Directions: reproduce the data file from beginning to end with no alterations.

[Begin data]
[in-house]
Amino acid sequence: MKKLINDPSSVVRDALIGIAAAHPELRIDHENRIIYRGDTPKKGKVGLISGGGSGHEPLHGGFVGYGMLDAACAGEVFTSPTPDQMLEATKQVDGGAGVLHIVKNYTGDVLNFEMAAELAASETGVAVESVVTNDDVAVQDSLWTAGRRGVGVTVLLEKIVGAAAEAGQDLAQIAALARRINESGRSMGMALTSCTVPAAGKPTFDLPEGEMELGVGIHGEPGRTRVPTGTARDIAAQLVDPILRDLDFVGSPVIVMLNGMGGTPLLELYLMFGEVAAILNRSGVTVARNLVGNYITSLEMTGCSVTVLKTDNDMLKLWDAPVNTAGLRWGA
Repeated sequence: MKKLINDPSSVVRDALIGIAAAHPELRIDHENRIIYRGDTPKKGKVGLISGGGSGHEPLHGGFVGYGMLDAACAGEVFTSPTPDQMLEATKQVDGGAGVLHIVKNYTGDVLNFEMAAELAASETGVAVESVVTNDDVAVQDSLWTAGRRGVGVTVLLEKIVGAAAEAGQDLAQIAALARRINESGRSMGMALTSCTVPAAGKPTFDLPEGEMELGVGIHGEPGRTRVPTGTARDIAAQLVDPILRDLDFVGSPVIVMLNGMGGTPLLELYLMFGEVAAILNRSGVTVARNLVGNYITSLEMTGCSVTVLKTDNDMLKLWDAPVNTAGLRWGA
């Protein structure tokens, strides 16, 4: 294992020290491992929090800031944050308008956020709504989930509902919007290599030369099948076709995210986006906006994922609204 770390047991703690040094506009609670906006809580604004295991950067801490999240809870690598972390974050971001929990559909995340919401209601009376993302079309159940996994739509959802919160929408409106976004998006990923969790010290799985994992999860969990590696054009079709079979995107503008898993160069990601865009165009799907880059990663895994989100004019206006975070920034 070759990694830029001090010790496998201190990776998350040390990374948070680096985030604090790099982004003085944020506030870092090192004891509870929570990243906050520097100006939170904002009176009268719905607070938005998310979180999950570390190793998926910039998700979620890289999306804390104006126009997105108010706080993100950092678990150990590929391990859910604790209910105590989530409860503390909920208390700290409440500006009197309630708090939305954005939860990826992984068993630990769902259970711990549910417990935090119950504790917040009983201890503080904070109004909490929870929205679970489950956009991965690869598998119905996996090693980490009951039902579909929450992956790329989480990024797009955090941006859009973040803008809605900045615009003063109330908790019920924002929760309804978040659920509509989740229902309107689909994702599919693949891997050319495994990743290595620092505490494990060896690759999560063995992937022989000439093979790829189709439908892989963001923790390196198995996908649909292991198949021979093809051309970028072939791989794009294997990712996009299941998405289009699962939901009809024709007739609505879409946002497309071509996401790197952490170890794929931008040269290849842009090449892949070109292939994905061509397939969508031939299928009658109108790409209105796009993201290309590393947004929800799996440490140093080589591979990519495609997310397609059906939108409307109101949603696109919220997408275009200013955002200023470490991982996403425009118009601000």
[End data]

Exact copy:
[in-house]
Amino acid sequence: MKKLINDPSSVVRDALIGIAAAHPELRIDHENRIIYRGDTPKKGKVGLISGGGSGHEPLHGGFVGYGMLDAACAGEVFTSPTPDQMLEATKQVDGGAGVLHIVKNYTGDVLNFEMAAELAASETGVAVESVVTNDDVAVQDSLWTAGRRGVGVTVLLEKIVGAAAEAGQDLAQIAALARRINESGRSMGMALTSCTVPAAGKPTFDLPEGEMELGVGIHGEPGRTRVPTGTARDIAAQLVDPILRDLDFVGSPVIVMLNGMGGTPLLELYLMFGEVAAILNRSGVTVARNLVGNYITSLEMTGCSVTVLKTDNDMLKLWDAPVNTAGLRWGA
Repeated sequence: MKKLINDPSSVVRDALIGIAAAHPELRIDHENRIIYRGDTPKKGKVGLISGGGSGHEPLHGGFVGYGMLDAACAGEVFTSPTPDQMLEATKQVDGGAGVLHIVKNYTGDVLNFEMAAELAASETGVAVESVVTNDDVAVQDSLWTAGRRGVGVTVLLEKIVGAAAEAGQDLAQIAALARRINESGRSMGMALTSCTVPAAGKPTFDLPEGEMELGVGIHGEPGRTRVPTGTARDIAAQLVDPILRDLDFVGSPVIVMLNGMGGTPLLELYLMFGEVAAILNRSGVTVARNLVGNYITSLEMTGCSVTVLKTDNDMLKLWDAPVNTAGLRWGA
């Protein structure tokens, strides 16, 4: 294992020290491992929090800031944050308008956020709504989930509902919007290599030369099948076709995210986006906006994922609204 770390047991703690040094506009609670906006809580604004295991950067801490999240809870690598972390974050971001929990559909995340919401209601009376993302079309159940996994739509959802919160929408409106976004998006990923969790010290799985994992999860969990590696054009079709079979995107503008898993160069990601865009165009799907880059990663895994989100004019206006975070920034 070759990694830029001090010790496998201190990776998350040390990374948070680096985030604090790099982004003085944020506030870092090192004891509870929570990243906050520097100006939170904002009176009268719905607070938005998310979180999950570390190793998926910039998700979620890289999306804390104006126009997105108010706080993100950092678990150990590929391990859910604790209910105590989530409860503390909920208390700290409440500006009197309630708090939305954005939860990826992984068993630990769902259970711990549910417990935090119950504790917040009983201890503080904070109004909490929870929205679970489950956009991965690869598998119905996996090693980490009951039902579909929450992956790329989480990024797009955090941006859009973040803008809605900045615009003063109330908790019920924002929760309804978040659920509509989740229902309107689909994702599919693949891997050319495994990743290595620092505490494990060896690759999560063995992937022989000439093979790829189709439908892989963001923790390196198995996908649909292991198949021979093809051309970028072939791989794009294997990712996009299941998405289009699962939901009809024709007739609505879409946002497309071509996401790197952490170890794929931008040269290849842009090449892949070109292939994905061509397939969508031939299928009658109108790409209105796009993201290309590393947004929800799996440490140093080589591979990519495609997310397609059906939108409307109101949603696109919220997408275009200013955002200023470490991982996403425009118009601000």